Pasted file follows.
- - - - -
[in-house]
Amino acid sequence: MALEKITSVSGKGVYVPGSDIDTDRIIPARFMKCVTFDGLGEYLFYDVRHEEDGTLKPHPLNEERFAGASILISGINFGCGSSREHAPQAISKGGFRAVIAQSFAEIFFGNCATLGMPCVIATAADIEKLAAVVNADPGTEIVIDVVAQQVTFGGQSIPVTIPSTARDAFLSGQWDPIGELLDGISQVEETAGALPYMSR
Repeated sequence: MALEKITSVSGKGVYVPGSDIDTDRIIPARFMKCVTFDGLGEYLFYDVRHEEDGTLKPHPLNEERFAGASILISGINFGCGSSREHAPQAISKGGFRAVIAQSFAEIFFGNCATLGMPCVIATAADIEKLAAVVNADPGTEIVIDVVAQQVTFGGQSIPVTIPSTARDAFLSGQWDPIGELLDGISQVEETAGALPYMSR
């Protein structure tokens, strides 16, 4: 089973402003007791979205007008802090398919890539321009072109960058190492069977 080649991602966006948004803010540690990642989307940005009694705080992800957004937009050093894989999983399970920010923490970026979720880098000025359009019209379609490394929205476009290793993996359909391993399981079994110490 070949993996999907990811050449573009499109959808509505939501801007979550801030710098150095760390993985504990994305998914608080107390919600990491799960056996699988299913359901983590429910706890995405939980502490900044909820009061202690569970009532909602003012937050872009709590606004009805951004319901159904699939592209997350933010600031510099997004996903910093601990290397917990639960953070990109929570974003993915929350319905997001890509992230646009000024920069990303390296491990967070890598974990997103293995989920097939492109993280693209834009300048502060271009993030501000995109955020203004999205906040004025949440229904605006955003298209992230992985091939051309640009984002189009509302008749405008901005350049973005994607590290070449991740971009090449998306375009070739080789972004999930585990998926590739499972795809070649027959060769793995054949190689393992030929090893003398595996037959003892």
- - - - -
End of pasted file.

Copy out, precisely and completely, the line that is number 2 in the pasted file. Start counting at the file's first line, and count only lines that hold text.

Amino acid sequence: MALEKITSVSGKGVYVPGSDIDTDRIIPARFMKCVTFDGLGEYLFYDVRHEEDGTLKPHPLNEERFAGASILISGINFGCGSSREHAPQAISKGGFRAVIAQSFAEIFFGNCATLGMPCVIATAADIEKLAAVVNADPGTEIVIDVVAQQVTFGGQSIPVTIPSTARDAFLSGQWDPIGELLDGISQVEETAGALPYMSR